COLLINS: But Karen, I think that is exactly, the question here is no one doubts that what's happening at the border is a massive issue. And obviously, Republicans are not going to be happy with what the Democratic President is doing.

But the idea that it rises, to impeaching a cabinet secretary, is even something that conservative legal minds, like Jonathan Turley have said, there's no basis for it.

KAREN FINNEY, CNN POLITICAL COMMENTATOR: Right. And I think that's an important point that legal scholars, even conservative legal scholars have said, frankly, it does not rise to that level.

Look, this is about a policy difference, that it's fine for the Republicans, to disagree with President Biden's policy.

But punishing a Cabinet Secretary, for that disagreement? That's performative. That's about politics. And that is, frankly, about Donald Trump, trying to undermine this country, and trying to literally undermine the ability of members of Congress, to try to reach a deal.

I mean, ironically, think about it, instead of sitting there trying to take out Mayorkas, they could have those Republicans and Democrats, frankly, could have walked across, to the other side of the building, the Capitol building, and said, let's talk, let's try to come up with a deal.

So, I think that's what needs -- what stands out here. And I hope that Democrats will continue to call that out. Because this is not about solving the problem at the border. This is about political wins, and political -- using this issue, in the 2024 election.

COLLINS: Well, I mean, Scott, given that, the idea? Just from what we've been hearing, from sources, and we've been talking to people, about this potential deal, for months, since October, that they've been working on it.

And the idea that right now they're talking about basically getting rid of it, and just doing something on aid to Israel and Ukraine, potentially, I mean, how does that bear out for Republicans?

JENNINGS: Well, if you're -- if you're asking about the linkage between this legislation that's being proposed, maybe, and Mayorkas. Yes, it is complicated because the House Republicans are the ones, who are the coldest, right now, on the immigration deal. But they're the hottest on Mayorkas.

By the way, I should say, I mean, if Mayorkas had any shame, he would have resigned, long ago. And if Joe Biden had any sense, he would have fired him long ago. I mean, this has been an abject failure. And he has repeatedly, at best, misled the American people, and at worst, flat-out lied about what's going on at the border.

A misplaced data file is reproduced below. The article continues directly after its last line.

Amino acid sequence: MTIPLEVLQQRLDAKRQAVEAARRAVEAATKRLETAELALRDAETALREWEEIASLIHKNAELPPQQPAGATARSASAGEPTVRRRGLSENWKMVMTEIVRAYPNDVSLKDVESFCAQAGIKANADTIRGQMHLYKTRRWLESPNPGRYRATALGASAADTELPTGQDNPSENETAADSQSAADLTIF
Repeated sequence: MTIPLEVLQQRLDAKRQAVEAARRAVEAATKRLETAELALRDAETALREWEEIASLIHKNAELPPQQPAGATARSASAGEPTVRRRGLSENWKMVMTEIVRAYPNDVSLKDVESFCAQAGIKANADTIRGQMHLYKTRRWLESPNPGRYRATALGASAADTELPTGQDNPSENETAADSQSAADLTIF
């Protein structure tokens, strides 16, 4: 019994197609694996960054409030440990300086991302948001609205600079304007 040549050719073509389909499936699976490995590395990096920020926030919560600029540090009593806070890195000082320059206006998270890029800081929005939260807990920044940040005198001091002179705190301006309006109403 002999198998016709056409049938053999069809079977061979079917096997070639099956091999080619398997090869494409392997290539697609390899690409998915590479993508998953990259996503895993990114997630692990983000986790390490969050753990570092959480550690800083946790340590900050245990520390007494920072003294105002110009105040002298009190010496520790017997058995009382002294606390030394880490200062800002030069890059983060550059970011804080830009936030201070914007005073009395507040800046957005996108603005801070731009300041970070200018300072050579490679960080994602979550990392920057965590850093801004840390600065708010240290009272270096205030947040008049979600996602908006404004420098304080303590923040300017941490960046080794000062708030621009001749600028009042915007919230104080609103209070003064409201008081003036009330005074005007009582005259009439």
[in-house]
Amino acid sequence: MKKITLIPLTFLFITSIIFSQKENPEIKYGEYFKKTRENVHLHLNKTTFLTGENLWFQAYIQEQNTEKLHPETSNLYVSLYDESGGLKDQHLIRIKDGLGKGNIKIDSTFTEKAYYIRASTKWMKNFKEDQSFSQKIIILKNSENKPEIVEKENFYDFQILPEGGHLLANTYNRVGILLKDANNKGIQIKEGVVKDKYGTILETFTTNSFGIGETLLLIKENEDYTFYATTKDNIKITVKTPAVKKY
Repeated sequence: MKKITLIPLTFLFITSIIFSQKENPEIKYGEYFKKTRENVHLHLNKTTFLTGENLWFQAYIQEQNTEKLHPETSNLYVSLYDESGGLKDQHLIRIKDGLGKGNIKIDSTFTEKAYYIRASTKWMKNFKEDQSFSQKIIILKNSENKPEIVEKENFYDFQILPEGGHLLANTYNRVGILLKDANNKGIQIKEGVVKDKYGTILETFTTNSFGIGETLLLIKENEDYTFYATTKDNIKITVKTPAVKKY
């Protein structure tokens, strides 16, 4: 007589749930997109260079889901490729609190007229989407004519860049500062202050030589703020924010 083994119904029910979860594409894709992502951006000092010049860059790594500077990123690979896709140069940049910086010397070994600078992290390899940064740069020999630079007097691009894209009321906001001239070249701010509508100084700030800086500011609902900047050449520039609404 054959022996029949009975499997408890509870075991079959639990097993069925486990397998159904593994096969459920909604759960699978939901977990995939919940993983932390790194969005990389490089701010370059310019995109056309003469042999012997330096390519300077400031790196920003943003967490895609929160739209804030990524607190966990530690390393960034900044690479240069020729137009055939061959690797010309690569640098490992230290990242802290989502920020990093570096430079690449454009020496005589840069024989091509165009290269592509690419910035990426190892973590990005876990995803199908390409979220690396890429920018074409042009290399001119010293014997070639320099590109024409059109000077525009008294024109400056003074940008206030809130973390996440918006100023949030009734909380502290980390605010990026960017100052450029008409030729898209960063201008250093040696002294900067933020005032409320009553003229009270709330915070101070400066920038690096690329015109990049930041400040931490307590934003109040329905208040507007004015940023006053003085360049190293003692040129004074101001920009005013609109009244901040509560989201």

I do think the Republicans have -- are looking for accountability. That's why they're going after Mayorkas. They've not gotten any out of Biden. But they're looking to hold someone accountable, for what has become a really major issue, for their base.

COLLINS: But wouldn't the way to hold that accountable--

JENNINGS: Now, linkage with the legislation? It is a major -- it is a--

COLLINS: --to be legislation, Scott? Not--

JENNINGS: Well that -- that's my next -- that's my next--

COLLINS: I mean, why take the step of impeaching?

JENNINGS: That's my next point is if you -- if you want to -- if you want to hold him accountable, and say it's because of the urgency of the problem? That's at odds then with also saying, eh, we can wait another year, to pass a bill, because it's a major problem.

So, in some ways, holding him accountable, but then shelving, something that might help today, are incongruous positions.

FINNEY: Well, and don't forget that also Republicans walked away from the $14 billion that Biden requested, to solve this problem, in December. They decided, like, you know what? Let's just go on our holiday instead of actually solving problems. I think that's the conundrum here.

If you cared about solving problems, you wouldn't be trying to impeach the Secretary. You'd be trying to solve -- use your legislative authority, to solve the problem.

COLLINS: Karen Finney, Scott Jennings, we'll see what they do, if this impeachment does happen. They're at least getting it out of committee, tonight. Thank you both, for joining.

FINNEY: Thanks.

COLLINS: Up next for us, here on THE SOURCE, Israeli troops stormed a hospital, searching for Hamas terrorists. But they were disguised as medical workers. There is video tonight. Also backlash to what you're seeing here.



COLLINS: Tonight, the Israeli military is defending its raid, inside a hospital, in the West Bank, saying that they will not allow hospitals, to be quote, a cover for terrorism.

I want to warn you that what you're about to see is pretty graphic, just to give you a heads-up.

This is CCTV footage. It shows about a dozen Israeli Special Forces, storming a hospital, in Jenin, a city there, carrying weapons, while they were disguised as doctors and nurses, and women in hijabs.

One of the gunmen was seeing carrying a wheelchair, another carried a baby carrier, all of them walking through the hospital, while a person was left kneeling against the wall, as you can see.